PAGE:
Tuesday, 16 October 2018

Boys cycle length of the country for charity

Boys cycle length of the country for charity

FIVE leavers from Reading Blue Coat School in Sonning cycled 950 miles from Land’s End to John O’Groats in 14 days for charity.

Organiser Loic Pohl was joined by James Hastings and James Still, Ed Martin and Ewan Morgan as they raised more than £4,000 for the Alexander Jansons Fund, which supports research into myocarditis, an inflammatory condition of the heart that can affect otherwise healthy people.

The 18-year-olds planned the trip in advance, booking hostels, budget hotels and glamping pods to aim for at the end of each day.

James Hastings, from Ascot, said: “Day 1 and 2 were physically very challenging because of all the steep hills… they should make it illegal to cycle in Cornwall!”

James Still, from Wokingham, who became known as “the king of the hills” because of his ability to ascend so quickly, said: “I’d been cycling every day for a year and training in earnest since our first meeting about the trip in January.”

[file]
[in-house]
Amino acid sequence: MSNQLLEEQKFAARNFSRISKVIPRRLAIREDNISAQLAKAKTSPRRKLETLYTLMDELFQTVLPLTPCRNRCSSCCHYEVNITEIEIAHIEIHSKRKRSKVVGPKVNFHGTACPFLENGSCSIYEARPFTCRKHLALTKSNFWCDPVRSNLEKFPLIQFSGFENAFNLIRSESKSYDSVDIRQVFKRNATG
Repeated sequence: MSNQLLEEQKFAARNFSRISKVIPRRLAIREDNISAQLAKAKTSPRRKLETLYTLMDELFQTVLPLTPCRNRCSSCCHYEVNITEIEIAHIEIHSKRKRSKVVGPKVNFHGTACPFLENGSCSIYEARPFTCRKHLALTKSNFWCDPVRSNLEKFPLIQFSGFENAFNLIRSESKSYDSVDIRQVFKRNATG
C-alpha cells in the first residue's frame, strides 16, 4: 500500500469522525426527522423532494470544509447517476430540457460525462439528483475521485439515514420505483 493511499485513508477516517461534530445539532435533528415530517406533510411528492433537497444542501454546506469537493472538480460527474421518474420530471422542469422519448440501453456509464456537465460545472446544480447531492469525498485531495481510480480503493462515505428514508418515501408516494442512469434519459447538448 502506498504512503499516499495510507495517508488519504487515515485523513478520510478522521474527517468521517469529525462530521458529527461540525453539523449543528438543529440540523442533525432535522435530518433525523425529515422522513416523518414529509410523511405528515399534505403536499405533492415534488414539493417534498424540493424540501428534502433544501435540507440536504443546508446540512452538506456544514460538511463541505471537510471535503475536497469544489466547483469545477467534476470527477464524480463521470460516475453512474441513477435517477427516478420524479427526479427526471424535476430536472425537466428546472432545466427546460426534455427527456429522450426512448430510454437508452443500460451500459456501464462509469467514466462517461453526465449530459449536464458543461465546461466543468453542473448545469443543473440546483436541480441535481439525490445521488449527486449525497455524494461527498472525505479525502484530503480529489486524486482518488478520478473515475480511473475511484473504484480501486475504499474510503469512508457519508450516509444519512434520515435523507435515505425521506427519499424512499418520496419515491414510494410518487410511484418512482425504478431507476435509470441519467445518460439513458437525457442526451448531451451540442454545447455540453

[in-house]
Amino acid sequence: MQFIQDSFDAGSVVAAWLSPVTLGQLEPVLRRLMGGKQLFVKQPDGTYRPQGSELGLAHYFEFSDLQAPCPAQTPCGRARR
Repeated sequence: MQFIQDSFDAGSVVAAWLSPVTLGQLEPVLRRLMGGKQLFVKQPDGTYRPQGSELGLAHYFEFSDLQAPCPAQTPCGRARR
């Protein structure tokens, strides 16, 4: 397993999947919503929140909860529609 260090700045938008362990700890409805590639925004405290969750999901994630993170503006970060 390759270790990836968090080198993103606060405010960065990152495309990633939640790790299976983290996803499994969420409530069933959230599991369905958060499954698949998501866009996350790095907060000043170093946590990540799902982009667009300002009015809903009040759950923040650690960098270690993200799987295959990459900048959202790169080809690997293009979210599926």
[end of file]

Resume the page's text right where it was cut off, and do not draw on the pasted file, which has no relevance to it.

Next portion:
A series of more than 20 punctures meant many stops along the way. “There were two particular days when we had to cycle 80 miles”, said Ed. “On day 4, we had loads of punctures, which set us back and we ended up having to cycle 46 miles in the afternoon. We arrived at our accommodation at about 8pm and were so happy to get there.”

For Ewan, from Caversham Heights, the best part of the journey was “getting there”.

For James Hastings memorable moments included the “very pretty views in Scotland” and a stop in Leominster to refill their water bottles at a pub where the landlord took a beer mug around his patrons and asked for donations, raising £25.

When the group arrived at John O’Groats their parents were there to greet them.

Blue Coat headmaster Jesse Elzinga said: “These young men can be very proud of their extraordinary achievement. It takes real strength of character to accomplish such a remarkable feat and I feel confident that this will enable these young men to achieve great things in the future.”

Last summer Loic, James Still and other pupils kayaked along the length of the Thames for the same cause.

Loic, from Burnham, said: “Because myocarditis usually affects young men who are healthy and fit, it seemed right to choose challenges that are all about fitness, good health and endurance — and the Alexander Jansons Fund is where my dad volunteers.”

Above, the boys in John O’Groats, left to right, Ewan Morgan, James Still, Loic Pohl, James Hastings and Ed Martin.

More News:

Latest video from

VIDEO: Tributes paid after rugby player's death
 

POLL: Have your say